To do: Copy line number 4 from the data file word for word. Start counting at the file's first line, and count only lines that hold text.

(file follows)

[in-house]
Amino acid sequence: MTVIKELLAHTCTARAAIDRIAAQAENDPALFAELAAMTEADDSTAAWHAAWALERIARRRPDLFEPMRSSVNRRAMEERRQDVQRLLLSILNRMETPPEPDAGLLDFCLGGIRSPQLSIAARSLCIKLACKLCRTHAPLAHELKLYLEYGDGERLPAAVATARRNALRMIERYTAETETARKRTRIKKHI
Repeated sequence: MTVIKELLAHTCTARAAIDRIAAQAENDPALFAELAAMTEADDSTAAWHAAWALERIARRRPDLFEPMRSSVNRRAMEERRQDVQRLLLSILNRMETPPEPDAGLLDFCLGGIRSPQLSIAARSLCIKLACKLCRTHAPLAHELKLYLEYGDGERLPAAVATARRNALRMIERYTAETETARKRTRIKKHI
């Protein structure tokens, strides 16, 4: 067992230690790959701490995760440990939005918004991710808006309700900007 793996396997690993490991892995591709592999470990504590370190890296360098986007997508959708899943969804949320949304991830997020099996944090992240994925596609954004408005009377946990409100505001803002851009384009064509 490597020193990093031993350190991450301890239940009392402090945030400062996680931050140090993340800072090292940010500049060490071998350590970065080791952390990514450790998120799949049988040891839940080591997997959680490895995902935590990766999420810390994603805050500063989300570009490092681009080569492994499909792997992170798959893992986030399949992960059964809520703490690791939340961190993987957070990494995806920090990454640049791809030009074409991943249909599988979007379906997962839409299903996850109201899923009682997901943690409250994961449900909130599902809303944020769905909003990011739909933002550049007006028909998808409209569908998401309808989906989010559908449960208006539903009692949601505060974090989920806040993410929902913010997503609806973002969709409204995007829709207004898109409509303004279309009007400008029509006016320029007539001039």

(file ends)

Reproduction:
């Protein structure tokens, strides 16, 4: 067992230690790959701490995760440990939005918004991710808006309700900007 793996396997690993490991892995591709592999470990504590370190890296360098986007997508959708899943969804949320949304991830997020099996944090992240994925596609954004408005009377946990409100505001803002851009384009064509 490597020193990093031993350190991450301890239940009392402090945030400062996680931050140090993340800072090292940010500049060490071998350590970065080791952390990514450790998120799949049988040891839940080591997997959680490895995902935590990766999420810390994603805050500063989300570009490092681009080569492994499909792997992170798959893992986030399949992960059964809520703490690791939340961190993987957070990494995806920090990454640049791809030009074409991943249909599988979007379906997962839409299903996850109201899923009682997901943690409250994961449900909130599902809303944020769905909003990011739909933002550049007006028909998808409209569908998401309808989906989010559908449960208006539903009692949601505060974090989920806040993410929902913010997503609806973002969709409204995007829709207004898109409509303004279309009007400008029509006016320029007539001039």